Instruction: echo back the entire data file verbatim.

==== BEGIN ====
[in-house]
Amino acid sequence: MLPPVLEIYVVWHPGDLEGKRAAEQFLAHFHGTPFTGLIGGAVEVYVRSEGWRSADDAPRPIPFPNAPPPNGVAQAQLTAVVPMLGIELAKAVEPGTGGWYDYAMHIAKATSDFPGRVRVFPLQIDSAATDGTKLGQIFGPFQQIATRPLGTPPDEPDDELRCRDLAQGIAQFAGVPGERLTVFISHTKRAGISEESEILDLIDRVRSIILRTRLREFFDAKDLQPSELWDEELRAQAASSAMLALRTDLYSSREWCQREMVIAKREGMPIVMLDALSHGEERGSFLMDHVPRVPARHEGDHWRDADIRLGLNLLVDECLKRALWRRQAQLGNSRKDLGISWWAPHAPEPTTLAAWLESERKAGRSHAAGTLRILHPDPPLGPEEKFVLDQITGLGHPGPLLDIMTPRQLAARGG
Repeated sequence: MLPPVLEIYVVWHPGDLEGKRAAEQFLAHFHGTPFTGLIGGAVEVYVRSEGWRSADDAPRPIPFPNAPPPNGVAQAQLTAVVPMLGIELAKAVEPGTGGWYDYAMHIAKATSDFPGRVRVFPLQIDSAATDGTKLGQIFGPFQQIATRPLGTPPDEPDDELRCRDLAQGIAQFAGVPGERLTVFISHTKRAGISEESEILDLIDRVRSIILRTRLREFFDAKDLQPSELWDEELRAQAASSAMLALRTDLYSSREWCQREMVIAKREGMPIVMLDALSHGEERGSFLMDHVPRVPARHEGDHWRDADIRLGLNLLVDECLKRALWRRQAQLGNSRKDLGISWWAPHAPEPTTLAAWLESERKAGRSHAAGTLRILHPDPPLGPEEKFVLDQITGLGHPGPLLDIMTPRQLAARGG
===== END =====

[in-house]
Amino acid sequence: MLPPVLEIYVVWHPGDLEGKRAAEQFLAHFHGTPFTGLIGGAVEVYVRSEGWRSADDAPRPIPFPNAPPPNGVAQAQLTAVVPMLGIELAKAVEPGTGGWYDYAMHIAKATSDFPGRVRVFPLQIDSAATDGTKLGQIFGPFQQIATRPLGTPPDEPDDELRCRDLAQGIAQFAGVPGERLTVFISHTKRAGISEESEILDLIDRVRSIILRTRLREFFDAKDLQPSELWDEELRAQAASSAMLALRTDLYSSREWCQREMVIAKREGMPIVMLDALSHGEERGSFLMDHVPRVPARHEGDHWRDADIRLGLNLLVDECLKRALWRRQAQLGNSRKDLGISWWAPHAPEPTTLAAWLESERKAGRSHAAGTLRILHPDPPLGPEEKFVLDQITGLGHPGPLLDIMTPRQLAARGG
Repeated sequence: MLPPVLEIYVVWHPGDLEGKRAAEQFLAHFHGTPFTGLIGGAVEVYVRSEGWRSADDAPRPIPFPNAPPPNGVAQAQLTAVVPMLGIELAKAVEPGTGGWYDYAMHIAKATSDFPGRVRVFPLQIDSAATDGTKLGQIFGPFQQIATRPLGTPPDEPDDELRCRDLAQGIAQFAGVPGERLTVFISHTKRAGISEESEILDLIDRVRSIILRTRLREFFDAKDLQPSELWDEELRAQAASSAMLALRTDLYSSREWCQREMVIAKREGMPIVMLDALSHGEERGSFLMDHVPRVPARHEGDHWRDADIRLGLNLLVDECLKRALWRRQAQLGNSRKDLGISWWAPHAPEPTTLAAWLESERKAGRSHAAGTLRILHPDPPLGPEEKFVLDQITGLGHPGPLLDIMTPRQLAARGG